Note to Artists: Get A Real Job!

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The Simple Dollar - a personal finance blog has an interesting article about artists and their financial prospects. Referencing a Francis Ford Coppola interview on the risks of making money from the arts, author Trent Hamm offers some insights on the hard facts of what an artist must be prepared to do to make a living from the arts and “follow their bliss” – what they don’t teach in art school.

Coppola’s point is that: the fun creative stuff that so many of us do really doesn’t earn us much money at all, at least not most of the time…

Don’t assume your talent or skill will be your money maker for a long, long time. Your talent or skill is going to be your side job – treat it like such. If you go to work, come home tired, and convince yourself to not do anything with it today, you’re never going to make it…

Live frugally… ’nuff said.

Make friends and connections – lots of them. Spend at least some of your time cultivating relationships with people who can help you with spreading what skills you have…

Improve your own social skills, especially in gently promoting yourself. If you’re introverted, this is key. The ability to communicate successfully with others, particularly when talking about yourself while not coming off as a braggart, is an ability that’s vital if you want to get others interested in your skill. So many artists I know claim to be introverts, and shy away from talking about their work. They really MUST overcome this and be able to easily speak (in positive terms) about their own work.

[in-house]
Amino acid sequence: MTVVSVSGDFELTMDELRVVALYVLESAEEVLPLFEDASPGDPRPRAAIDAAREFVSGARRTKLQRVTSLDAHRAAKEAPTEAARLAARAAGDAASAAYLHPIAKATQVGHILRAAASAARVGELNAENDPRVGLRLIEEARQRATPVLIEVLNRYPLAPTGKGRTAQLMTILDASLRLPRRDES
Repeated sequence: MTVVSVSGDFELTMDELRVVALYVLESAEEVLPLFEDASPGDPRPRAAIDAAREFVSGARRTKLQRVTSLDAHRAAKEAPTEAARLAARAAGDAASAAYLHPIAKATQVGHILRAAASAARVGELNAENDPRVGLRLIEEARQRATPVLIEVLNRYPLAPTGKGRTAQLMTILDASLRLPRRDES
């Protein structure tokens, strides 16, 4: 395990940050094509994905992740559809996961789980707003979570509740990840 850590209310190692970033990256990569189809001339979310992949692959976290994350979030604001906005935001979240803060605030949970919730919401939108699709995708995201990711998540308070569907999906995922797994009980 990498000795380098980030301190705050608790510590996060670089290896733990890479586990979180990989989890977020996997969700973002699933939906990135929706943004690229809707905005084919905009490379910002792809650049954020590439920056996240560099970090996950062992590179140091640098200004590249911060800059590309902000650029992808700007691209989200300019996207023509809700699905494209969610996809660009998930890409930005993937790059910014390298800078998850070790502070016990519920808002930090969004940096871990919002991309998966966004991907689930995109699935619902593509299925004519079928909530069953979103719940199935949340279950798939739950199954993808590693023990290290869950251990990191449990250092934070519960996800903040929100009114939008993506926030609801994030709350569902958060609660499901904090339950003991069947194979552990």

If you want riches, find another career path. Art is wonderful, but it doesn’t channel human effort in a way that generates wealth. A Generous inheritance from a wealthy family is one of the easiest and fastest ways to become rich, but cannot always be achieved.

The best thing you can do if you have talent and are passionate about that talent is to start packaging it up. Contrary to what often seems taught in art school – is not true that if you sell your art, you have “sold out”.

The message from the blog posting is “Do what you love, but have a back up plan that you can tolerate to support what you love.”

Click HERE to read the entire article.